A Tour of New Netherland

Hudson River

A map of present-day Governors Island

Nut Island (Governors Island)


If you were to enter New York Harbor by ship, as the first explorers and settlers did, before reaching Manhattan you would come to a smaller island jutting out into the harbor - an ideal base for establishing a small settlement and fort for defending the harbor and the Hudson River from would-be invaders. The Dutch explorers of the early 17th century thought as much, and they chose this, which they named Noten Eylant, or Nut Island, after the walnut and chestnut trees that grew there, as their initial base. We know it today as Governor's Island.

In 1624, the ship Nieu Nederlandt (New Netherland) put in at the island, under the command of Cornelis Jacobsz May. May's passengers comprised a group of 30 families from an area of the Low Countries or Spanish Netherlands called Wallonia. The Netherlands was in the midst of a long war with Spain, and at the time Wallonia was under Spanish rule. Spain hoped to reconvert the Walloons to Catholicism; thus, along with the Pilgrims who had arrived at Cape Cod just four years earlier, these were among first of what would be droves of refugees coming to America seeking religious freedom. Soon after arriving, most of these settlers were transported further up the Hudson River, to present-day Albany. A party of eight men was left on Nut Island, as the West India Company, their employer, thought to make this the center of its fur-trading operations.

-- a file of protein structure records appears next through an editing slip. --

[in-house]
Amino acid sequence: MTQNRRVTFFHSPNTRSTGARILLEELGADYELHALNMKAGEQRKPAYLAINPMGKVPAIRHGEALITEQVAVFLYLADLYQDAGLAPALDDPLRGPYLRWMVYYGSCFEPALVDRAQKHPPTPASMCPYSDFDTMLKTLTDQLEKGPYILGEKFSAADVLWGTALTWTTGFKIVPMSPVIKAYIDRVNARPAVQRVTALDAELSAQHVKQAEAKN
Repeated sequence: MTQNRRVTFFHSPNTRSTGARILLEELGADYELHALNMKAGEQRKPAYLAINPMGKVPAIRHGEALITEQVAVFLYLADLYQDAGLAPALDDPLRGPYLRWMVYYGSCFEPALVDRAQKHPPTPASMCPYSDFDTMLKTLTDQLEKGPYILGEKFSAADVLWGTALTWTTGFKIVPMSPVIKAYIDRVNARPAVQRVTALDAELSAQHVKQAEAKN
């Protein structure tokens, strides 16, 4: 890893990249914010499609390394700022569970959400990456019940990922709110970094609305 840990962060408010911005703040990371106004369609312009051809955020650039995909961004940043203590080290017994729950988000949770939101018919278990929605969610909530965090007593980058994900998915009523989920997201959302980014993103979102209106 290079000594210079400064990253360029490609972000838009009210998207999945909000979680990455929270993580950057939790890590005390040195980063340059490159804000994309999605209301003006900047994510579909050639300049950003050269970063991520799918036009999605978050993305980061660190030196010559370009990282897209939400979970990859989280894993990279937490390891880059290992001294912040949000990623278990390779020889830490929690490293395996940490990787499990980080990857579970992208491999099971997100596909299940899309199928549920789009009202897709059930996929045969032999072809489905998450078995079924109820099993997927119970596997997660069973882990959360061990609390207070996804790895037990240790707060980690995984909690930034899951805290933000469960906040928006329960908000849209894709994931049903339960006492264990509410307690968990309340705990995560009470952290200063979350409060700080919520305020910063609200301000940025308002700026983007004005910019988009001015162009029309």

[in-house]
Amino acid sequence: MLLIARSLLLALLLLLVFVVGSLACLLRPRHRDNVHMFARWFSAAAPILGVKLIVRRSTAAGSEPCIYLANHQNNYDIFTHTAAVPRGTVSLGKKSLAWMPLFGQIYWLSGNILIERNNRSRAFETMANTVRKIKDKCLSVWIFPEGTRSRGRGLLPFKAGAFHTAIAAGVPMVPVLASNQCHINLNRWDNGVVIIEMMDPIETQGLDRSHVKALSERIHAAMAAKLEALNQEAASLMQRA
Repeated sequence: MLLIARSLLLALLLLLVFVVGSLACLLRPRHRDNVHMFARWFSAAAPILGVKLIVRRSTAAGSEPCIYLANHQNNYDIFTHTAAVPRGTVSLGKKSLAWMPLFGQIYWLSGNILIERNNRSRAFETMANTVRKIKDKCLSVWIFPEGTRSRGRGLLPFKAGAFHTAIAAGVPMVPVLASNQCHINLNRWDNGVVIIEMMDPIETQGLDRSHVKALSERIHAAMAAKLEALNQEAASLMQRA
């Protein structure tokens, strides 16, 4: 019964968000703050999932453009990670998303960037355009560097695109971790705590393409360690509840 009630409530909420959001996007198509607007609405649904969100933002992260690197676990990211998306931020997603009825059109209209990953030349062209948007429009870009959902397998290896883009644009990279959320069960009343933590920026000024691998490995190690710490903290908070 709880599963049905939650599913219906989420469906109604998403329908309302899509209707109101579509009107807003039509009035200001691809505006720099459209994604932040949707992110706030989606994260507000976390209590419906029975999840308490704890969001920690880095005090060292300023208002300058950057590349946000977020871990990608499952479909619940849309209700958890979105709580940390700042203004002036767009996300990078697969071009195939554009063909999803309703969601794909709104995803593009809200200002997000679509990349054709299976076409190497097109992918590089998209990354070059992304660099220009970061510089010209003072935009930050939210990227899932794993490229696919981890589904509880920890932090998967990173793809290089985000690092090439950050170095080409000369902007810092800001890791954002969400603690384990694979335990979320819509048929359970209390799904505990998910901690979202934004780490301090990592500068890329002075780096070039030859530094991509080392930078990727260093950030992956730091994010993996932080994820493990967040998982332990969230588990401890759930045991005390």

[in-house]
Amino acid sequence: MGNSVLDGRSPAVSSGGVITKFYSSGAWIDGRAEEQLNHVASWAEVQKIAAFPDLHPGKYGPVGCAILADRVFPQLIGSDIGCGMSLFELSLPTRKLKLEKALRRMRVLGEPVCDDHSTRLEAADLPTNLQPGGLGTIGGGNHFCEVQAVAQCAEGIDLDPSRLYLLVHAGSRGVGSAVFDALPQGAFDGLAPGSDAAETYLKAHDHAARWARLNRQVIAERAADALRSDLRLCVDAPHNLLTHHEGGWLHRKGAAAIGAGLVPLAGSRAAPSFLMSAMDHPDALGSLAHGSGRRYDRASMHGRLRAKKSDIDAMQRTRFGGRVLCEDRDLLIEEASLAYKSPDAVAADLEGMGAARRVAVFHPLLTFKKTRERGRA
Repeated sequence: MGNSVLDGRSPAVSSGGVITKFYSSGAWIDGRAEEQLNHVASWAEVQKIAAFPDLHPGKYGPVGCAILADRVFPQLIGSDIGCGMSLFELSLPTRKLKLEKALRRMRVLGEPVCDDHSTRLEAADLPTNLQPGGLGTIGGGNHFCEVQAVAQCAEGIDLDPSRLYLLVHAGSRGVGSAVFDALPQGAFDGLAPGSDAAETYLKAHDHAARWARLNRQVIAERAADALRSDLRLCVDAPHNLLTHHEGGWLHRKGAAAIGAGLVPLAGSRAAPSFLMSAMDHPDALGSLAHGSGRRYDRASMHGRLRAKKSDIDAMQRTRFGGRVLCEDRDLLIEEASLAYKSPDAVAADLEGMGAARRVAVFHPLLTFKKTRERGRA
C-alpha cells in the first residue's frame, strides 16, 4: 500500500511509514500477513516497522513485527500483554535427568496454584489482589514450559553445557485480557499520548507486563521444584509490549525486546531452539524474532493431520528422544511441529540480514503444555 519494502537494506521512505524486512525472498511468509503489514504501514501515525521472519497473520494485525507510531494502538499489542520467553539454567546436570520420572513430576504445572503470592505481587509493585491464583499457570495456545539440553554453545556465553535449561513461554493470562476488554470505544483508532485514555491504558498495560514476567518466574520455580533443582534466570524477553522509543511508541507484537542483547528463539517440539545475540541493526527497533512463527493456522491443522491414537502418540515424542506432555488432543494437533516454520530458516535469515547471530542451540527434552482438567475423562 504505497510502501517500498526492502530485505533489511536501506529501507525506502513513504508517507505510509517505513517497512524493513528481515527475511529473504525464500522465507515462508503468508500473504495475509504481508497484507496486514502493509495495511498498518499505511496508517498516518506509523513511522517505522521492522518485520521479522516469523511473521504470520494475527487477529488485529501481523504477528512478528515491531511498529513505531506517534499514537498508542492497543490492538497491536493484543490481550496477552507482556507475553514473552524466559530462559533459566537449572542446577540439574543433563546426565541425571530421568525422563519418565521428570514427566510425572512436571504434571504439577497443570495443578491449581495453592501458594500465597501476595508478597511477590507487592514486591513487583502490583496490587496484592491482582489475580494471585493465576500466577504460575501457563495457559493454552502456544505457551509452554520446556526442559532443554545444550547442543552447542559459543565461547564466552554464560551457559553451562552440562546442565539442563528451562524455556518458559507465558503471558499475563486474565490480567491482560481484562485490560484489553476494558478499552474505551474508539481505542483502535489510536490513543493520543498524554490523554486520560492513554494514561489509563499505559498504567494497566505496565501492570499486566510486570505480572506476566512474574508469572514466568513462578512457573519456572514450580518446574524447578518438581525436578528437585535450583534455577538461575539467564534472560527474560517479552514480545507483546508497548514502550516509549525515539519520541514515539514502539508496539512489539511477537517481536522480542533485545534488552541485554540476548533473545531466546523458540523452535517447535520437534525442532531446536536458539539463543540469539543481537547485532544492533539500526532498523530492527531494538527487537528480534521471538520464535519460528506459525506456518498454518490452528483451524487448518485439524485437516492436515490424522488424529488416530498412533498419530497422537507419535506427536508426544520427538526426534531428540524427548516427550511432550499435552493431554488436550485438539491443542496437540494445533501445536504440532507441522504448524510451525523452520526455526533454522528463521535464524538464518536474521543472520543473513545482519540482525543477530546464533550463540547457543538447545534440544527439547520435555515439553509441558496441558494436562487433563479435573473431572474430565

• During the Civil War it was a camp where Confederate prisoners were held.

  • In 1909, Wilbur Wright took off from the island in one of the first flights. He flew once around the Statue of Liberty and returned.

  • The comedy team of Tom and Dick Smothers were born on the island in 1937, when their father was stationed here.


About the New Netherland Institute

For over three decades, NNI has helped cast light on America's Dutch roots. In 2010, it partnered with the New York State Office of Cultural Education to establish the New Netherland Research Center, with matching funds from the State of the Netherlands. NNI is registered as a 501(c)(3) non-profit organization. Contributions are tax-deductible to the extent permitted by law. More

The New Netherland Research Center

Housed in the New York State Library, the NNRC offers students, educators, scholars and researchers a vast collection of early documents and reference works on America's Dutch era. More

 

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